Bloomberg won’t disclose finances until after Iowa caucuses
WASHINGTON (AP) — Billionaire former New York Mayor Michael Bloomberg won’t have to file a mandatory financial disclosure until after Iowa’s first-in-the-nation presidential contest, under an extension granted by the Federal Election Commission this week.
Presidential candidates are required to reveal their investments, businesses and streams of income. Only Bloomberg and former Massachusetts Gov. Deval Patrick have yet to do so. Each of those candidates was late entering the Democratic presidential primary.
Bloomberg, who has long considered a White House bid, sits atop a sprawling business empire and is worth more than $50 billion, easily making him the wealthiest candidate in the contest.
He has been laying the groundwork for a campaign for months and has flooded primary states with over $100 million worth of radio and TV advertising since entering the race last month. But his attorneys say he is not yet prepared to disclose his investments and income.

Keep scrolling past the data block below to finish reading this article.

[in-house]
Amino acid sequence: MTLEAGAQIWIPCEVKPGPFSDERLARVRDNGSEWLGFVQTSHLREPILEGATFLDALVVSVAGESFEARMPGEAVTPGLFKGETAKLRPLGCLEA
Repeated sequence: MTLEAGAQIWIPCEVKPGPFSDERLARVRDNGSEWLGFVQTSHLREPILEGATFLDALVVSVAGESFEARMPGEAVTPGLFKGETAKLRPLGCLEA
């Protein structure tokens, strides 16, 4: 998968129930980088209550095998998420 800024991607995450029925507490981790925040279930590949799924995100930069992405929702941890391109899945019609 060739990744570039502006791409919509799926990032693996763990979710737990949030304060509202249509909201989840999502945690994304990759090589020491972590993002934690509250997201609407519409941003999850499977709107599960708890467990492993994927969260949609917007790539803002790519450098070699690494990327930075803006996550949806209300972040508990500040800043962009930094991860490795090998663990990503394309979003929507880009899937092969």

“Mr. Bloomberg requires additional time to collect information regarding complex holdings and prepare and file his report,” attorney Lawrence H. Norton wrote in a letter to the FEC on Friday.
The FEC on Monday granted his request, giving him until Feb. 4 to file — one day after the Iowa caucuses.
Bloomberg has said he is not competing in the first few presidential contests in states including Iowa and New Hampshire. Instead, he’s waiting for March’s Super Tuesday, when over a dozen states will hold contests, to make a play for voters.
Bloomberg’s campaign declined to comment.
Catch up on the 2020 election campaign with AP experts on our weekly politics podcast, “Ground Game.”
This story has been corrected to delete an erroneous reference to White House contender Tom Steyer not releasing his finances. Steyer’s disclosure has been filed and publicly released, though it has not yet been certified by the U.S. Office of Government Ethics.